HPWC charging a non-Tesla car

HPWC charging a non-Tesla car

Suppose you have a second EV that is not a Tesla.
Is there a way to use HPWC to charge it ?
Obviously HPWC can feed up to 80A that not all EVs can take, but you can dial it down.
Installing a separate circuit for the second car may not be an option as you can exceed the max rated power for your home service.

Alex K | September 9, 2013

If you can convert the Tesla connector to J1772, then you can connect it to another EV that has J1772. Because the signaling for the HPWC is compatible with J1772, you won't have to dial anything down. The other EV will only take the current it needs.

I don't know of anyone who has converted the Tesla HPWC connector to J1772. One way to do it is to cut off the Tesla connector and attach a J1772 connector. Some people have done this for the UMC. The Tesla can charge form the J1772 connector with an adapter. Another way to do it would be to obtain a Model S inlet port and wire it to a J1772 cable.

Last choice is to forgo the HPWC and just use a 80A J1772 EVSE or build your own (

jat | September 9, 2013

It would be theoretically possible to have a converter (just the inverse of the Tesla J1772 adapter), but AFAIK nobody has done it. A one-off adapter will cost more than another charger and you would have to reverse-engineer the Tesla protocol, so that won't be viable.

Aside from using J1772 to charge both as @AlexK suggests, just get a second charger -- there aren't any J1772 cars on the market that can even make use of 40A that I know of, much less 80A. Sharing one EVSE between two cars means having to move the charge cable every night to keep both cars charged - the inconvenience seems hardly worth saving <$1k (installed, for example an LCS25) for a second charger.

Alex K | September 9, 2013 | SEPTEMBER 9, 2013: A one-off adapter will cost more than another charger and you would have to reverse-engineer the Tesla protocol, so that won't be viable.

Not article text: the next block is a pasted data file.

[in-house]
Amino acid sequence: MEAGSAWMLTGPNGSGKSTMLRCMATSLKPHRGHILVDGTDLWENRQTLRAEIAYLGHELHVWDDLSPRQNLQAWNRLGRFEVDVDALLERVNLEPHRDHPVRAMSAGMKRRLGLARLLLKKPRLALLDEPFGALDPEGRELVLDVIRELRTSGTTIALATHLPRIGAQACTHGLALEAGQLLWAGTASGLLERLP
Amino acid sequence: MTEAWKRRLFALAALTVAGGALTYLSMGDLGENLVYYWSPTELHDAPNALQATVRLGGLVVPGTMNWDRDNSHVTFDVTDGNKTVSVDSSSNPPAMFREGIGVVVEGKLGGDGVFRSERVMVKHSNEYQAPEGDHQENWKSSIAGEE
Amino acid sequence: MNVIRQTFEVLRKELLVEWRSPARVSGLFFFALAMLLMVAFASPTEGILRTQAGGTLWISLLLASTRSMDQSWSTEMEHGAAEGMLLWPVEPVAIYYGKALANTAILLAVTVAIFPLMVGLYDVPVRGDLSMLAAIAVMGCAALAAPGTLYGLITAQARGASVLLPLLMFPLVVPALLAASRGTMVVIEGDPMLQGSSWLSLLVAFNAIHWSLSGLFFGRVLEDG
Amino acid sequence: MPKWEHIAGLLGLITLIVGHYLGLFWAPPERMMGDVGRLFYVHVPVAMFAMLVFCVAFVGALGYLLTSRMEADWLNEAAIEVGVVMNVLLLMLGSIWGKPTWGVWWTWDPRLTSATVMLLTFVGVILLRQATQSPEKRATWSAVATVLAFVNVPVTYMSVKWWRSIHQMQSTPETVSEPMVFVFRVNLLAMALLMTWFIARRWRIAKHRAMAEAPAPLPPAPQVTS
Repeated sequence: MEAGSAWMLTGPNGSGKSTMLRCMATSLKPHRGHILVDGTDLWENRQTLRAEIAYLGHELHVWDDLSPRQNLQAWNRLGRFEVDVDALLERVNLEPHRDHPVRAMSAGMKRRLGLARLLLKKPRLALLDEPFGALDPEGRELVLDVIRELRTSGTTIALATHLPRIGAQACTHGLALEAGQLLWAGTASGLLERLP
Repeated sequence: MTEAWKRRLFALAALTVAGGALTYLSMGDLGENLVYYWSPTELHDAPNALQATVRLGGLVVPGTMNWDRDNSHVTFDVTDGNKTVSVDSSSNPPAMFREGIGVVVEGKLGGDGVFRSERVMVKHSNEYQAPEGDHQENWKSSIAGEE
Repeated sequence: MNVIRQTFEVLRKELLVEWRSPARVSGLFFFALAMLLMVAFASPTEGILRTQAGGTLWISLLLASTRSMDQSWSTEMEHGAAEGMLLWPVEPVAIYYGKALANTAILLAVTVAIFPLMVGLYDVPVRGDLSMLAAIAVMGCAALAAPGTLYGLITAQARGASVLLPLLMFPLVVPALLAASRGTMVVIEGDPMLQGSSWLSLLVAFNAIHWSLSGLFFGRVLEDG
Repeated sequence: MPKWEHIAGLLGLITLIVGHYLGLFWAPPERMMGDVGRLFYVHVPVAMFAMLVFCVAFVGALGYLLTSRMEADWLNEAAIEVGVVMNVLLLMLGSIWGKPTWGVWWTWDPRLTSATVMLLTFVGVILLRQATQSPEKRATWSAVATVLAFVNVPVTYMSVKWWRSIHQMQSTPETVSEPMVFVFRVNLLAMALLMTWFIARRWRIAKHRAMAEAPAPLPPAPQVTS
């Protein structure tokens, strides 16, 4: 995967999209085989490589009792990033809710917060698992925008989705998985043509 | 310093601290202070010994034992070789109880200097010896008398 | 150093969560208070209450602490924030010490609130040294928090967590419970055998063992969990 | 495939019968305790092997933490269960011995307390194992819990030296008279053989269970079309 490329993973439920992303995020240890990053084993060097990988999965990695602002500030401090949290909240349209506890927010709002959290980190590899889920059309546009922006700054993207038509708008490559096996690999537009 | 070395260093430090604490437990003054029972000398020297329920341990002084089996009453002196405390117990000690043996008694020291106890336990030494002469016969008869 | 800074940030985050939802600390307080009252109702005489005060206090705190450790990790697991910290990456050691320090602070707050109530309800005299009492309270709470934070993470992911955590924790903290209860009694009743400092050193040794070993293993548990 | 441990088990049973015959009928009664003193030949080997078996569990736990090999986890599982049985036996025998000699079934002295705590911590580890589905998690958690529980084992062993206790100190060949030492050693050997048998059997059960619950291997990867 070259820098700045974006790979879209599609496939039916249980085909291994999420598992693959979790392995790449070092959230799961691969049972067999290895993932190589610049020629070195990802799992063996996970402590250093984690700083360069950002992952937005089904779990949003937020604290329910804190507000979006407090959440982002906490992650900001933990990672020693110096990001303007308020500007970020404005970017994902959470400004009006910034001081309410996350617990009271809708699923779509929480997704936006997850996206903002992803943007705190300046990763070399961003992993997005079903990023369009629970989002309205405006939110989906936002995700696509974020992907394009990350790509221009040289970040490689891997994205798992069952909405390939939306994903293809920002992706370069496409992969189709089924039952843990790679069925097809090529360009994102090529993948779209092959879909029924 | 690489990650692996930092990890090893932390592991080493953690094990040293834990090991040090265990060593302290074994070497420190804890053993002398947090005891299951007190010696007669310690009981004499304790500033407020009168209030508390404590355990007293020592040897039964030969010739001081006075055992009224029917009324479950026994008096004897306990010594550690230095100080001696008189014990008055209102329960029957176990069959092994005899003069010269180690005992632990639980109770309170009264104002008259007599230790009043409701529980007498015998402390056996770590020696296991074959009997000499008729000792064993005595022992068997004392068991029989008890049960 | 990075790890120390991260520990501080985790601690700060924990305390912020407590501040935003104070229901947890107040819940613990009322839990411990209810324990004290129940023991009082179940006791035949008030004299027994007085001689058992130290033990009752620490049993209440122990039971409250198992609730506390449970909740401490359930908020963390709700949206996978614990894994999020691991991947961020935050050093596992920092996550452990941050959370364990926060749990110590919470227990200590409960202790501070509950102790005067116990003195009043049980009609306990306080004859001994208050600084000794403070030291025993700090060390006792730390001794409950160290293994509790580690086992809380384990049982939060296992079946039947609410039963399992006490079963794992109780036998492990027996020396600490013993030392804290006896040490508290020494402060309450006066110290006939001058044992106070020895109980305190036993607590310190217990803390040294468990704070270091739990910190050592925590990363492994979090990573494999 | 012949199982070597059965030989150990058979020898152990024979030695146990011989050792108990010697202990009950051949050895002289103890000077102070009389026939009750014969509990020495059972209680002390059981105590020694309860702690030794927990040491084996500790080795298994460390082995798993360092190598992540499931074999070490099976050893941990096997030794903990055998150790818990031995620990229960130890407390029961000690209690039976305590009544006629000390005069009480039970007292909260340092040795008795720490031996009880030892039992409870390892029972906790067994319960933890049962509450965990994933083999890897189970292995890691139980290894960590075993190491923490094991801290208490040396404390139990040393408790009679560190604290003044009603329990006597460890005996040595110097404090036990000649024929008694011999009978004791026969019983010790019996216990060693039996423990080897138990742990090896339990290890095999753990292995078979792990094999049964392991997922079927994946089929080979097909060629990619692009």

There is no need to reverse engineer the Tesla protocol because it's the same a J1772 - just an adapter to pass the signals through.

sergiyz | September 9, 2013

There are cars that can take 40A or more, Fiat 500e is one of them.
As far as installing a second charger, that's not an option if your current one is pushing the limits already.
Upgrading your electrical service just to have two of them is definitely more expensive.
I guess someone will come up with a "reverse" connector tesla -> J1772 at some point.
J1772 is way more common on EVs.

sergiyz | September 9, 2013


I like this option a lot.
If I ever get a non-Tesla, I'll just do that:

thanks !

tes-s | September 9, 2013

An 80amp J1772 charger is what I would suggest - and purchase a second J1772 adapter for the Tesla so you keep one on the car and one attached to the home charger.

Most if not all EVs will accepte a J1772 either directly or with an adapter.

Using a Tesla HPWC, with an aftermarket adapter or modification like replacing the connector with a J1772, could cause warranty problems with the Tesla and/or the other EV.

SUN 2 DRV | September 9, 2013

Just because a Tesla car is compatible with a J1772 EVSE does not mean that a Tesla EVSE is compatible with a J1772 car.

I'd be really careful (aka avoid) trying to use an HPWC with a J1772 car other than a Tesla, unless you can get Tesla to say that the HPWC is fully J1772 compliant.

Also be sure to check with an electrician before assuming that your panel cannot support a second EVSE. There are a variety of fully legitimate ways to use physically smaller circuit breakers to add circuits to an apparently full panel.

Alex K | September 9, 2013

@joehuber | SEPTEMBER 9, 2013: I'd be really careful (aka avoid) trying to use an HPWC with a J1772 car other than a Tesla, unless you can get Tesla to say that the HPWC is fully J1772 compliant.

It's "well known" in tech circles that the Tesla Model S connector is electrically the same as a J1772 connector. Tesla was involved in the J1772 standard, but they decided to use a different connector. Even the Roadster charger port has been converted to J1772. Check out some of the threads at

Tesla Model S UMC cut open and modified to J1772
Tesla Roadster to Model S converted to J1772

tes-s | September 9, 2013